August 06, 2002

U.S. Postmaster also investigating Verisign?

Also interesting...I've always thought that stock bull boards were rather useless. Yahoo's board on VRSN has proven me wrong. Links to copies of the actual letters themselves can be found here and here.

Posted by system at 11:22 PM | Comments (0) | TrackBack

MS the new industry leader in security?

"Analyst: Microsoft on verge of security blitz. Move could displace sector leaders" says Infoworld. And this one on the heels of Shatter. I suppose things could be stranger today...
Posted by system at 10:54 PM | Comments (0) | TrackBack

FTC Probes Verisign Marketing - Take II

An updated story has been filed by Reuters that sorts out some of the vaguaries concerning the source of the story...Verisign's comments still pretty much confirm the facts that the story lays out, so I'm still saying "hold on to your hats ladies and gents, this is about to get interesting..."

Unfortunately, no original editorial at this point - other than the standard regurgi-fed items...

Posted by system at 10:39 PM | Comments (0) | TrackBack

FTC Probes VeriSign Marketing

Not much to say about this one other than the obvious which is to note that the FTC web site doesn't have much to say on the subject...

On one hand, Reuters is a very credible source for this story, but on the other, "a source close to the probe" doesn't really make it a "fact" in my mind.

Regardless, my personal conjecture is that this story is spot on (Verisign pretty much confirms it in the article). It will be interesting to see what further commentary develops within industry circles.

If it is true, it will be interesting to see what the findings are and whether or not Verisign re-uses their "government contractor immunity" defence that has served them very well in the past (or whether it would even be relevant as my layman's understanding of the pgMedia case is that it was anti-trust specific...come to think of it...would they qualify for anti-trust immunity now? The Interland reference is also interesting, especially given some of the prior associations that the news media has made. (Hmm...let's hope a lawyer with some insight decides to fire up his or her blog machinery and answer some of these tough questions...:).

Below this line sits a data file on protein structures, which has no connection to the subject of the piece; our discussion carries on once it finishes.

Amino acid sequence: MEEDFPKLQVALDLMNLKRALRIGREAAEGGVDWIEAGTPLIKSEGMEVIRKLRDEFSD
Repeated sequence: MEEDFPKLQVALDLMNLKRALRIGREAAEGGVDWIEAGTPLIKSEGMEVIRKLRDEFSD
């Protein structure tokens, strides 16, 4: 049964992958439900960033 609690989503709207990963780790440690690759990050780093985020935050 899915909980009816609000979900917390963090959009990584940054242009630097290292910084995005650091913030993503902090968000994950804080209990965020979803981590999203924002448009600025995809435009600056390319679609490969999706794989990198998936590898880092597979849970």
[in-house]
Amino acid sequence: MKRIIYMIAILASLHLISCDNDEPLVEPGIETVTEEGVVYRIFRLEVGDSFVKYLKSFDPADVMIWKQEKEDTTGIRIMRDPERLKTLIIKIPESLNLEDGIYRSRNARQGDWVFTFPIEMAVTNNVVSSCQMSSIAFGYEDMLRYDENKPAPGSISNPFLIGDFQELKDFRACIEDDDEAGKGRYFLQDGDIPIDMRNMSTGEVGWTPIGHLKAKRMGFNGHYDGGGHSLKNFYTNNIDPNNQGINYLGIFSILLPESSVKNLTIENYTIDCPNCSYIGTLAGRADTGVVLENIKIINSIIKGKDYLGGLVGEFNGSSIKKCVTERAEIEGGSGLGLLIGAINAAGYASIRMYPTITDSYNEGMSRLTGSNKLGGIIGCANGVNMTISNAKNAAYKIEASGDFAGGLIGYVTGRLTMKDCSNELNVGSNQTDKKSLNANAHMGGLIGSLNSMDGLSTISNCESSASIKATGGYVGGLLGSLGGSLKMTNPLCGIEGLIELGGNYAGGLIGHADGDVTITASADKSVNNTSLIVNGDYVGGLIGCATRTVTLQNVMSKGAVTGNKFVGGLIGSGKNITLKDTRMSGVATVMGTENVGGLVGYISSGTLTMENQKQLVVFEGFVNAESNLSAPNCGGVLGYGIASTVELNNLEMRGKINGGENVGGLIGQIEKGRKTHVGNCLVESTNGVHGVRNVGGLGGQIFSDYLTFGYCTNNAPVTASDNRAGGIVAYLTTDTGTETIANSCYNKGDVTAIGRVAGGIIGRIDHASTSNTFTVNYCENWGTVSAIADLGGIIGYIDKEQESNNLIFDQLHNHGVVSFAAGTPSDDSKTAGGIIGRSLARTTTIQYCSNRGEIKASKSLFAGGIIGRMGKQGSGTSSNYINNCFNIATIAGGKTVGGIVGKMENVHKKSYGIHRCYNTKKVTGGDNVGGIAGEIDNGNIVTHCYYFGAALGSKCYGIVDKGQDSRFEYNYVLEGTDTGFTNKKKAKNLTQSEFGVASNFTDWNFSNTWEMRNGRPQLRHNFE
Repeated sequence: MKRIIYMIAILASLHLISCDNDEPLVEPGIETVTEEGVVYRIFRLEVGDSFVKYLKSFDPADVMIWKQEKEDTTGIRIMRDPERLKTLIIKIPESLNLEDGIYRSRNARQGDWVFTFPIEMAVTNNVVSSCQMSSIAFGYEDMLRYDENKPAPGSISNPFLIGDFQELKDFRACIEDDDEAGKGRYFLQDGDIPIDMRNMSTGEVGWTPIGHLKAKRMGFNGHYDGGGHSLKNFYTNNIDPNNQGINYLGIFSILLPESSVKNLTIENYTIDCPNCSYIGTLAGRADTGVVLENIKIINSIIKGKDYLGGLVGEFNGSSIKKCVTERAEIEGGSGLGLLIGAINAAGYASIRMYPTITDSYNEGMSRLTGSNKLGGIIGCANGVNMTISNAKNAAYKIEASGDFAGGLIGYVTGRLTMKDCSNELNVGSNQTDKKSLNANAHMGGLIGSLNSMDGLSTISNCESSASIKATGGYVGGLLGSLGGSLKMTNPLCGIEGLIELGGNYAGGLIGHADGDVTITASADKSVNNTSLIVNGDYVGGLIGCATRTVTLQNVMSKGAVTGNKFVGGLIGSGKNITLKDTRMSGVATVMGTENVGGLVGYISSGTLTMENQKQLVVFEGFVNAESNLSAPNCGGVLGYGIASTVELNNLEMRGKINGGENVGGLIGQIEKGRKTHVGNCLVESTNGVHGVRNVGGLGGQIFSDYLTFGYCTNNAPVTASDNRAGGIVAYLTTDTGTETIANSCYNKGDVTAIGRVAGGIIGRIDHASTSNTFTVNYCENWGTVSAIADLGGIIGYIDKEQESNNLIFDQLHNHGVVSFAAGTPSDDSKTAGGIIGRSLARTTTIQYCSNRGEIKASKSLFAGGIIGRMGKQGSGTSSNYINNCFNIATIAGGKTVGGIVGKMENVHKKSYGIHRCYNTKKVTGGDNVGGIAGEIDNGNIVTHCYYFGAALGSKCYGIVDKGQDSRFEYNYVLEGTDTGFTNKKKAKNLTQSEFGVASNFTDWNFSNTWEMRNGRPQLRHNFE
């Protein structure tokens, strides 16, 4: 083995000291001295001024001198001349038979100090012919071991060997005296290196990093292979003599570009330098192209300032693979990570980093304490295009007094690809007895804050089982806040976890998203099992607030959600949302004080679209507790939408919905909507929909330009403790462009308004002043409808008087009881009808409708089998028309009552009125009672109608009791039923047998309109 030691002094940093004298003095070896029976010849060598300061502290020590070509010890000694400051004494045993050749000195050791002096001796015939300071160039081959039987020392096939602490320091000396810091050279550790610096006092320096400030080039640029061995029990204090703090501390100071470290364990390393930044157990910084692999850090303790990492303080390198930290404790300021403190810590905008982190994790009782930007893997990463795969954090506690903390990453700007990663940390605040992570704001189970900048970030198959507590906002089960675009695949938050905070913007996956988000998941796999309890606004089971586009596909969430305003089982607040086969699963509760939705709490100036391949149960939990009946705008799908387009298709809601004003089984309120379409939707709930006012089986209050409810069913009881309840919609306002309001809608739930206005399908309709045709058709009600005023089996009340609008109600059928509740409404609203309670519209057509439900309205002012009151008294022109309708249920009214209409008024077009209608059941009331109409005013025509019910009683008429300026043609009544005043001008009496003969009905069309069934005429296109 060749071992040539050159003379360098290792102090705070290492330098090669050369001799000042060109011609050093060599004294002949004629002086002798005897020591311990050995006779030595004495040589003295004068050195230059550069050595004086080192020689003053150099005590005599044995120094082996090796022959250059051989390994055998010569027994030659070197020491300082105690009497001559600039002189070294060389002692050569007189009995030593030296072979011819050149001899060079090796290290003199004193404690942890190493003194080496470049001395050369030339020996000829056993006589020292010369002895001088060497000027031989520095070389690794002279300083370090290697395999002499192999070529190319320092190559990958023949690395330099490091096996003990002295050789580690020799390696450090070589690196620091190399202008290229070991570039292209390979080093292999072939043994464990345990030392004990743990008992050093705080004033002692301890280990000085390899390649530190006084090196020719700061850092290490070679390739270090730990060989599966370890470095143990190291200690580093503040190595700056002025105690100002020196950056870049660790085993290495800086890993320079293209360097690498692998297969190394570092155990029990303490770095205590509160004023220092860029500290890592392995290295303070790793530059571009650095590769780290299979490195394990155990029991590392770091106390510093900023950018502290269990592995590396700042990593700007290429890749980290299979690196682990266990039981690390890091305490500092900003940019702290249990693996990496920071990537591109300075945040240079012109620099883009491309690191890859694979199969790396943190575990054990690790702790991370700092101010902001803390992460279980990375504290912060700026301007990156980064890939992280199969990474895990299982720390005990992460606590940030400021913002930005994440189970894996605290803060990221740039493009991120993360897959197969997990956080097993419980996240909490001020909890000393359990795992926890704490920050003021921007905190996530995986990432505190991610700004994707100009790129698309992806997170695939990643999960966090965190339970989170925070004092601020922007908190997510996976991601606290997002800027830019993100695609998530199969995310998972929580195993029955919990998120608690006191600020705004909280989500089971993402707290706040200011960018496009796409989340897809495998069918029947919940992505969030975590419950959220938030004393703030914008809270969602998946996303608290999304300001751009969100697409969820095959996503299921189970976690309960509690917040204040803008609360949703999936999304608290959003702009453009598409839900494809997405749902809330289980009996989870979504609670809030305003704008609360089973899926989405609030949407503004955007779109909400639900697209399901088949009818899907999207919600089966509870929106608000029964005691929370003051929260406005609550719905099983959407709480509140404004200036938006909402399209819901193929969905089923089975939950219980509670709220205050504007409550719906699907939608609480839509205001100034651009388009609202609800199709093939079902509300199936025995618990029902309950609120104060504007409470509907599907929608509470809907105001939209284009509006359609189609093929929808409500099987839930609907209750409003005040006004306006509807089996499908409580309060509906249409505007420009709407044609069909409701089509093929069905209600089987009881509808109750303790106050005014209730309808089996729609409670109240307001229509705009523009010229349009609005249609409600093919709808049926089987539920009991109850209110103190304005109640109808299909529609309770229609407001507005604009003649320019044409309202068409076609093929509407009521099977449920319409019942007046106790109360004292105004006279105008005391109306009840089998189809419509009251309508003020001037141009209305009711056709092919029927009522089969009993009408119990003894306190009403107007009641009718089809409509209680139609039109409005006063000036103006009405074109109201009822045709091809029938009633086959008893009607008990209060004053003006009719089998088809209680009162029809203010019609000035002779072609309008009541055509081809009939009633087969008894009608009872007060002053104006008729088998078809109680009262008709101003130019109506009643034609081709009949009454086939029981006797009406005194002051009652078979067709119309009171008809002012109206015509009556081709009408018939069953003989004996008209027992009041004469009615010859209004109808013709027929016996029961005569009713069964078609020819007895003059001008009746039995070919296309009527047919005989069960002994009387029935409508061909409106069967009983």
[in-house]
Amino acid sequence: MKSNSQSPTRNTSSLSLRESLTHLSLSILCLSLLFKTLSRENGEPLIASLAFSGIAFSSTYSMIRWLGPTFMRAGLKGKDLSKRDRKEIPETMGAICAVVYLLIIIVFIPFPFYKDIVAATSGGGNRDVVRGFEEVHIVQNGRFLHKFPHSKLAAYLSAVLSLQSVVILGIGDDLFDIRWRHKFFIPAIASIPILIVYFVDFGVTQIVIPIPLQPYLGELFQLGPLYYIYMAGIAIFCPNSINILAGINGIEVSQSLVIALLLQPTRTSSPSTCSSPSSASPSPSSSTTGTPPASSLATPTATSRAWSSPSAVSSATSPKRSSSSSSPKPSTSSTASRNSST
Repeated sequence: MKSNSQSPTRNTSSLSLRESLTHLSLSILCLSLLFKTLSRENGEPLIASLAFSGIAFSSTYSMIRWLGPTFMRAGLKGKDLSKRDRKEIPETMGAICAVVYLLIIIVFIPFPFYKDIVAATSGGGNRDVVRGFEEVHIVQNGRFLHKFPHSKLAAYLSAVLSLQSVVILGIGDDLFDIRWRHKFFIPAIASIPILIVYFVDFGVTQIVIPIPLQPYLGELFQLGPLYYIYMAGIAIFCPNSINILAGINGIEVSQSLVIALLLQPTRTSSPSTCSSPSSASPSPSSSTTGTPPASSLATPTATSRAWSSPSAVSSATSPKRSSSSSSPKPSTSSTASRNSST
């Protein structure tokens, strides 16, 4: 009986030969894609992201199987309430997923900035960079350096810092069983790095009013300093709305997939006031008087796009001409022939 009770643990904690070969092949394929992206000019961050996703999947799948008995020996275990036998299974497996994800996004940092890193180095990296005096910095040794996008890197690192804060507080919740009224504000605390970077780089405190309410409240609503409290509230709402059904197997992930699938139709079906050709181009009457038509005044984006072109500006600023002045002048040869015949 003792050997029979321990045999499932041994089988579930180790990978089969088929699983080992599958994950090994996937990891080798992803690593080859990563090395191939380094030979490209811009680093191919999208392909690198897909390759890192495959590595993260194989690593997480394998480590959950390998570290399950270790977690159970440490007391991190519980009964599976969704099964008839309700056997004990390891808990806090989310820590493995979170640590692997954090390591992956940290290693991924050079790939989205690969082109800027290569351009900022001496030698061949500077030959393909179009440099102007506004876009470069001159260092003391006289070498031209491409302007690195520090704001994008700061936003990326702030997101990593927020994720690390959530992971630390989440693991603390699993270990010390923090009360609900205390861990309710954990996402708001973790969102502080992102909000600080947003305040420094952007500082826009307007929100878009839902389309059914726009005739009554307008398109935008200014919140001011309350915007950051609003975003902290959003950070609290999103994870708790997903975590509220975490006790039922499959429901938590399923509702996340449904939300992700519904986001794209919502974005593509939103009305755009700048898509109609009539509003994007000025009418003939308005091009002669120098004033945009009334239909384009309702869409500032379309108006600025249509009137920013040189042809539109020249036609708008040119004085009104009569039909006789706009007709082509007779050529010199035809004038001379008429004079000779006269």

There is one thing for certain, there is going to be much to be said on the subject over the coming months...

(Hmm...I suppose that there was a bit to say on this one ;)

Posted by system at 10:12 PM | Comments (0) | TrackBack

Wed, 07 Aug 2002 02:16:44 GMT bill is the mole, dot wins and now I can go to bed early. Hopefully this show doesn't go into repeats...
Posted by system at 09:16 PM | Comments (0) | TrackBack

Wed, 07 Aug 2002 02:13:14 GMT

Ahh well...guess that means that bill is the mole...stupid game.
Posted by system at 09:13 PM | Comments (0) | TrackBack

Wed, 07 Aug 2002 02:09:44 GMT

For the last bazillion weeks people have been getting themselves booted from the dhow because they had no idea who the mole is...and they are supposed to be able to answer that question now? Dumb start... Who cares...
Posted by system at 09:09 PM | Comments (0) | TrackBack

Wed, 07 Aug 2002 02:03:54 GMT who is the mole... More mindless commentary over the next hour as the only show I watch comes to an end...
Posted by system at 09:03 PM | Comments (0) | TrackBack

Sorry for the lack of

Sorry for the lack of updates over the last few days...I was purposely out of range of my computer for three straight days. Anyways, nice to be back.... Slashdot is running an interesting essay entitled "Exploiting design flaws in the Win32 API for privilege escalation. Or...Shatter Attacks - How to break Windows." As the paper states, "The flaws presented in this paper are, at the time of writing, unfixable. The only reliable solution to these attacks requires functionality that is not present in Windows, as well as efforts on the part of every single Windows software vendor. This research was sparked by comments made by Microsoft VP Jim Allchin who stated, under oath, that there were flaws in Windows so great that they would threaten national security if the Windows source code were to be disclosed. He mentioned Message Queueing, and immediately regretted it. However, given the quantity of research currently taking place around the world after Mr Allchin's comments, it is about time the white hat ? community saw what is actually possible." Microsoft's response? "...if I understand things correctly, the attack you describe either requires the user to run an attacker's program on their system or the attacker needs to have access to the user's system. I would recommend that you contact the program's owner and let them know of your report. There may or may not be a vulnerability for them to address, but the program's owner should determine that." It makes me wonder whether or not there is any connection between the publication of this note and Microsoft's recent move to release their source and API's prior to the formal final settlement approval or if its just a coincidence. Presumably, issuing API and source documentation that refutes this protects the "integrity" of the product...if it's a coincidence and Chris is right, then the Windows world is in for a whole mess of trouble...
Posted by system at 04:52 PM | Comments (0) | TrackBack